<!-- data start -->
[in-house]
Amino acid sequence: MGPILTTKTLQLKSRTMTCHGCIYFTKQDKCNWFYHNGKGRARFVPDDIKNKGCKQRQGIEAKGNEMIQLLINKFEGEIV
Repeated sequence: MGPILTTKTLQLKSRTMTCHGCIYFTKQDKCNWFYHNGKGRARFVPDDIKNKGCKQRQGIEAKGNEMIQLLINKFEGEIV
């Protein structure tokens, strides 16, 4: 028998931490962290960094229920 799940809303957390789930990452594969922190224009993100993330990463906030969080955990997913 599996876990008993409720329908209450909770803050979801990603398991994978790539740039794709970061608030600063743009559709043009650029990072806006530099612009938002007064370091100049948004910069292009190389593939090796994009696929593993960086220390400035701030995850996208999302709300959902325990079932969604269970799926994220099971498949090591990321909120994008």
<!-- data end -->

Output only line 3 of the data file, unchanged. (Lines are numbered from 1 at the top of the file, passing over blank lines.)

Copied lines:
Repeated sequence: MGPILTTKTLQLKSRTMTCHGCIYFTKQDKCNWFYHNGKGRARFVPDDIKNKGCKQRQGIEAKGNEMIQLLINKFEGEIV